from the Cleveland Plain Dealer
More than 65 percent of college students say they have not bought a textbook because of its high price and nearly half say that textbook costs can dictate whether they take a course, according to a report by student Public Interest Research Groups.
Over the past decade, college textbook prices have increased by 82 percent, or three times the rate of inflation, making them one of the biggest out of pocket expenses for students and families, according to the report, “Fixing the Broken Textbooks Market: How Students Respond to High Textbook Costs and Demand Alternatives,” released this week by the Ohio PIRG Education Fund.
Students pay an average of $1,200 on books and supplies each year, according to the College Board. In fall 2013, student research groups surveyed 2,039 students from more than 150 campuses in 33 states, including Ohio, about college textbooks. A majority of students said they want other options than having to purchase textbooks.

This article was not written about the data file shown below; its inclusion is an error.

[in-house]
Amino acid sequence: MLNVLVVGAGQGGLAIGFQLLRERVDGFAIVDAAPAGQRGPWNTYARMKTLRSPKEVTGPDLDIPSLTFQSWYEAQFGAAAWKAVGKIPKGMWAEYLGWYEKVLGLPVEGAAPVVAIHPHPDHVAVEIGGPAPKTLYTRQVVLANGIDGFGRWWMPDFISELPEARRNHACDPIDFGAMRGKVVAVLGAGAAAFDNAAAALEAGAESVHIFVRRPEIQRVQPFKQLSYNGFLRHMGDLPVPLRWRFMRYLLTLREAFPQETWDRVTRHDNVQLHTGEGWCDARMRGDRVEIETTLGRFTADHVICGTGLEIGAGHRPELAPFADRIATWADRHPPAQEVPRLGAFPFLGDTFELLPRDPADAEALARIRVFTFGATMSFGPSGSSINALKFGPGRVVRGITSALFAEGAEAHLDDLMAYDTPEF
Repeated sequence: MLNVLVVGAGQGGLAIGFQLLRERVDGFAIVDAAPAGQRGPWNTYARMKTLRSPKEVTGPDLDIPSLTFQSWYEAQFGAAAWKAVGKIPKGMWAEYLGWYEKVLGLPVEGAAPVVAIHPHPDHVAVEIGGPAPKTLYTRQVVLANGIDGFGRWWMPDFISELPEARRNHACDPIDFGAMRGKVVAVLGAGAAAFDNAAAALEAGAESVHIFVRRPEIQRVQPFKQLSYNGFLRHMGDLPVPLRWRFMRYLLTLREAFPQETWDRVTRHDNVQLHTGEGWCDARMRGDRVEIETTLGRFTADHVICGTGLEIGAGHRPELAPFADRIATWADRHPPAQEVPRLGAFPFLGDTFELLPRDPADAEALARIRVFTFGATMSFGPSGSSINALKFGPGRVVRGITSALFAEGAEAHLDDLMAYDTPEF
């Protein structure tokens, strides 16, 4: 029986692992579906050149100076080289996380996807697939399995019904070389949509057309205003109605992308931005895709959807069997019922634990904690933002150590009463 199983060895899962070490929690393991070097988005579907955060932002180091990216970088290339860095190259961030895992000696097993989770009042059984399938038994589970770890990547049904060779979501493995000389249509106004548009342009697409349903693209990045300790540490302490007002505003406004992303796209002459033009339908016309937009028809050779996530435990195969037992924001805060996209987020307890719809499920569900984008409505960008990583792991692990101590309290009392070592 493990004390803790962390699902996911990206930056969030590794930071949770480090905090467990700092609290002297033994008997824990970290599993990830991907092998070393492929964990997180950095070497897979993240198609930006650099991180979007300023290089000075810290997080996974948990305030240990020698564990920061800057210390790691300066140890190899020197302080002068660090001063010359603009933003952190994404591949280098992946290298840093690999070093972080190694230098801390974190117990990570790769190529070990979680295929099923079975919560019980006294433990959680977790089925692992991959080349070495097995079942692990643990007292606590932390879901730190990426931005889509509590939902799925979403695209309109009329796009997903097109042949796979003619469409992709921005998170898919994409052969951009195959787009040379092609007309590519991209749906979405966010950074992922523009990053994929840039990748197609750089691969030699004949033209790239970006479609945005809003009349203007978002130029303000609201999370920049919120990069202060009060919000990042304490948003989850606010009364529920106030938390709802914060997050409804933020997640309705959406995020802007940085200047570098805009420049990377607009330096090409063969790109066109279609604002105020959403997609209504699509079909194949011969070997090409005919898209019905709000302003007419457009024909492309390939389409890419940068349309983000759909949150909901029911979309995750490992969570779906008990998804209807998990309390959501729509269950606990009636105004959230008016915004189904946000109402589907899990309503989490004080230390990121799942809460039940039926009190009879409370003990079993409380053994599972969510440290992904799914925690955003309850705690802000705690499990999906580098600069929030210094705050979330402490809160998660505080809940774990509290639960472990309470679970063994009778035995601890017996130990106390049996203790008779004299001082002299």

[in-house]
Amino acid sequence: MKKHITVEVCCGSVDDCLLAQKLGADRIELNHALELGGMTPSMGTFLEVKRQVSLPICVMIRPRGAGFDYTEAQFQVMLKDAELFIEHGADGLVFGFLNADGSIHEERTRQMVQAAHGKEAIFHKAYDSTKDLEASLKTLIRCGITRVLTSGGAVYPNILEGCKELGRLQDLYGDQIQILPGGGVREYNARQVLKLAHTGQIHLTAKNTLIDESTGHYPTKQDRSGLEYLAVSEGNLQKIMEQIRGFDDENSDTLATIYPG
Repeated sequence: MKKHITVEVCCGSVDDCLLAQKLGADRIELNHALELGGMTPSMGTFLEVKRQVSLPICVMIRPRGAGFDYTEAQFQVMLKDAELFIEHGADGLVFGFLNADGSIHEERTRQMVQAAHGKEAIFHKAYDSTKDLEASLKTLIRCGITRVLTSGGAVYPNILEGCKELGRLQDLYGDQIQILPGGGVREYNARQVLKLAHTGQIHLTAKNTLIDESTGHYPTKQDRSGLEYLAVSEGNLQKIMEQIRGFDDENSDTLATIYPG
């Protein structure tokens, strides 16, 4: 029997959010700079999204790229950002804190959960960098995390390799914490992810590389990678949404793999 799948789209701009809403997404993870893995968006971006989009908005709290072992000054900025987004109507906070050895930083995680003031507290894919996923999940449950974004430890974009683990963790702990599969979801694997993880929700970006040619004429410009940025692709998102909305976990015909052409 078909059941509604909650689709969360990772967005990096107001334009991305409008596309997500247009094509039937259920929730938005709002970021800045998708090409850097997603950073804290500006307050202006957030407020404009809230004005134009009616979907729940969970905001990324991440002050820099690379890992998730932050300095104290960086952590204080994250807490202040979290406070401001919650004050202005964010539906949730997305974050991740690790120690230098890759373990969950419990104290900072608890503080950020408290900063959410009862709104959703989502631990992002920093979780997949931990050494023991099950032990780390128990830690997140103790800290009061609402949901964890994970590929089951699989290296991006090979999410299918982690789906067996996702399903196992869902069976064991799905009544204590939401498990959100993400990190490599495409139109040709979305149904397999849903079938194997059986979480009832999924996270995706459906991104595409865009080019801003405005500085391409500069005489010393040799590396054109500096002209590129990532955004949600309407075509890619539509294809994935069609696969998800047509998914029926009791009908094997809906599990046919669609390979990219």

The article above is one I've read a bunch of times over the past few years. I remember the first time I had sticker shock as I walked through the campus bookstore and realized my students were paying more than $300 for my assigned books, including 2 that I really didn't use very much.
I started to spend more time each break figuring out how to cut costs. There are all kinds of ways to do this.
Q: Do you know, within $20 or so, what your texts cost your students? Do you think that's reasonable? If not, what are you doing about textbook costs? Share any and all ideas below in the whinging section, er, the comments!